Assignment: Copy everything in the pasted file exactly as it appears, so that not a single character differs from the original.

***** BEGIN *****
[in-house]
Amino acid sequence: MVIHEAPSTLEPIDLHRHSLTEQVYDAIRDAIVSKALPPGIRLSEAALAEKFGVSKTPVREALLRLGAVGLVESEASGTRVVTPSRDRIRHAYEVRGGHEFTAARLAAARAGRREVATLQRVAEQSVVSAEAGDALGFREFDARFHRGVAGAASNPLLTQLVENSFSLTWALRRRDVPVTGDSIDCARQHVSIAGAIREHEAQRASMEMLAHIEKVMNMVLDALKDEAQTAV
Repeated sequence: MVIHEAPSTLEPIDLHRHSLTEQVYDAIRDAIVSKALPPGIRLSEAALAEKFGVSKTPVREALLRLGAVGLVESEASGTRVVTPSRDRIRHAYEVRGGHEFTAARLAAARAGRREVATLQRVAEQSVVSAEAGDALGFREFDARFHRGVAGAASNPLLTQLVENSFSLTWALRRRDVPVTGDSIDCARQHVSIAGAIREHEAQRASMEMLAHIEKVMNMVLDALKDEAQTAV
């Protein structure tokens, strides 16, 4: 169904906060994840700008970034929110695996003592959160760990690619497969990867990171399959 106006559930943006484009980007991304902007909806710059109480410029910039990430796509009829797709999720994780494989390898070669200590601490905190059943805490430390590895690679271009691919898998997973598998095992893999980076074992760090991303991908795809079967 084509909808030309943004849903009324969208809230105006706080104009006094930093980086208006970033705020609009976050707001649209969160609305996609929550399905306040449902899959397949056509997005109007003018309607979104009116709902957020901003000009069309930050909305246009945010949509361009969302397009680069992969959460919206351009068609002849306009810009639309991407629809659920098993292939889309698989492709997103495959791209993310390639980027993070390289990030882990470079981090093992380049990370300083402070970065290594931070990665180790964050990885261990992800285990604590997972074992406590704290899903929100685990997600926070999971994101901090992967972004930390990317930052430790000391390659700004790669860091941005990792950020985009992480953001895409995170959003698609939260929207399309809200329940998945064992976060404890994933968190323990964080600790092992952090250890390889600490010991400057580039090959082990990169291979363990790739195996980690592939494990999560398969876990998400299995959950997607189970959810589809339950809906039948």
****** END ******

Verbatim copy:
[in-house]
Amino acid sequence: MVIHEAPSTLEPIDLHRHSLTEQVYDAIRDAIVSKALPPGIRLSEAALAEKFGVSKTPVREALLRLGAVGLVESEASGTRVVTPSRDRIRHAYEVRGGHEFTAARLAAARAGRREVATLQRVAEQSVVSAEAGDALGFREFDARFHRGVAGAASNPLLTQLVENSFSLTWALRRRDVPVTGDSIDCARQHVSIAGAIREHEAQRASMEMLAHIEKVMNMVLDALKDEAQTAV
Repeated sequence: MVIHEAPSTLEPIDLHRHSLTEQVYDAIRDAIVSKALPPGIRLSEAALAEKFGVSKTPVREALLRLGAVGLVESEASGTRVVTPSRDRIRHAYEVRGGHEFTAARLAAARAGRREVATLQRVAEQSVVSAEAGDALGFREFDARFHRGVAGAASNPLLTQLVENSFSLTWALRRRDVPVTGDSIDCARQHVSIAGAIREHEAQRASMEMLAHIEKVMNMVLDALKDEAQTAV
């Protein structure tokens, strides 16, 4: 169904906060994840700008970034929110695996003592959160760990690619497969990867990171399959 106006559930943006484009980007991304902007909806710059109480410029910039990430796509009829797709999720994780494989390898070669200590601490905190059943805490430390590895690679271009691919898998997973598998095992893999980076074992760090991303991908795809079967 084509909808030309943004849903009324969208809230105006706080104009006094930093980086208006970033705020609009976050707001649209969160609305996609929550399905306040449902899959397949056509997005109007003018309607979104009116709902957020901003000009069309930050909305246009945010949509361009969302397009680069992969959460919206351009068609002849306009810009639309991407629809659920098993292939889309698989492709997103495959791209993310390639980027993070390289990030882990470079981090093992380049990370300083402070970065290594931070990665180790964050990885261990992800285990604590997972074992406590704290899903929100685990997600926070999971994101901090992967972004930390990317930052430790000391390659700004790669860091941005990792950020985009992480953001895409995170959003698609939260929207399309809200329940998945064992976060404890994933968190323990964080600790092992952090250890390889600490010991400057580039090959082990990169291979363990790739195996980690592939494990999560398969876990998400299995959950997607189970959810589809339950809906039948």